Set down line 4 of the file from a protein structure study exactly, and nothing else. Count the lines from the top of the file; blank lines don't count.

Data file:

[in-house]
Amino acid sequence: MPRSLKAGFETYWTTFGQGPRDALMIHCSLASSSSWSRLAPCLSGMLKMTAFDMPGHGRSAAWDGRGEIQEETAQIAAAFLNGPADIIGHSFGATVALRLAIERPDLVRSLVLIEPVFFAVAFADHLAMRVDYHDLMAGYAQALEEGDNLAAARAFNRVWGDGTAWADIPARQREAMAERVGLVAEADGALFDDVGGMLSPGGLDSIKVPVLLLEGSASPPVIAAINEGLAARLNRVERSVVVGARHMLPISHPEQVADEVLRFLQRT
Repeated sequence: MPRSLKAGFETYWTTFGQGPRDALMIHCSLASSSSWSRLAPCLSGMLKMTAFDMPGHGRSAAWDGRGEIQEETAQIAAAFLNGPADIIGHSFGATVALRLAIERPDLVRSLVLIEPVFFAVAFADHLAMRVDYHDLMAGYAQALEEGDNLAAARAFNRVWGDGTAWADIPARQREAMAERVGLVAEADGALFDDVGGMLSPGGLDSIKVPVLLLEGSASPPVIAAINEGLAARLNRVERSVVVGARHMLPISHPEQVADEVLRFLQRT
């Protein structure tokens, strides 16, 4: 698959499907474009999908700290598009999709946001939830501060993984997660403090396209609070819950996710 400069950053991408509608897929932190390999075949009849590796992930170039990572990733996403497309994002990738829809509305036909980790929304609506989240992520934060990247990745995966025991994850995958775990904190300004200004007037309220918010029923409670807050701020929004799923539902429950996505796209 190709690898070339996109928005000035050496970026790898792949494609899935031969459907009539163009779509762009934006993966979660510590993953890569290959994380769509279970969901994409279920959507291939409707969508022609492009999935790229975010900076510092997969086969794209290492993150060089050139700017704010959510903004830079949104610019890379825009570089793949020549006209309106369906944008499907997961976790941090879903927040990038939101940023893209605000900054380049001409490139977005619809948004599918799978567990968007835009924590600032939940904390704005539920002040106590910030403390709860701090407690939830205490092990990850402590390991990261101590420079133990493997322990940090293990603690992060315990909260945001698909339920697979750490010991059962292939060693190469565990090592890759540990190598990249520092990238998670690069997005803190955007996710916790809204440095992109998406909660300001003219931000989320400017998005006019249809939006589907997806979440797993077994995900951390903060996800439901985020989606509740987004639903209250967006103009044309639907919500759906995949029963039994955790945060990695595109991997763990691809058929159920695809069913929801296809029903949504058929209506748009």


């Protein structure tokens, strides 16, 4: 698959499907474009999908700290598009999709946001939830501060993984997660403090396209609070819950996710 400069950053991408509608897929932190390999075949009849590796992930170039990572990733996403497309994002990738829809509305036909980790929304609506989240992520934060990247990745995966025991994850995958775990904190300004200004007037309220918010029923409670807050701020929004799923539902429950996505796209 190709690898070339996109928005000035050496970026790898792949494609899935031969459907009539163009779509762009934006993966979660510590993953890569290959994380769509279970969901994409279920959507291939409707969508022609492009999935790229975010900076510092997969086969794209290492993150060089050139700017704010959510903004830079949104610019890379825009570089793949020549006209309106369906944008499907997961976790941090879903927040990038939101940023893209605000900054380049001409490139977005619809948004599918799978567990968007835009924590600032939940904390704005539920002040106590910030403390709860701090407690939830205490092990990850402590390991990261101590420079133990493997322990940090293990603690992060315990909260945001698909339920697979750490010991059962292939060693190469565990090592890759540990190598990249520092990238998670690069997005803190955007996710916790809204440095992109998406909660300001003219931000989320400017998005006019249809939006589907997806979440797993077994995900951390903060996800439901985020989606509740987004639903209250967006103009044309639907919500759906995949029963039994955790945060990695595109991997763990691809058929159920695809069913929801296809029903949504058929209506748009």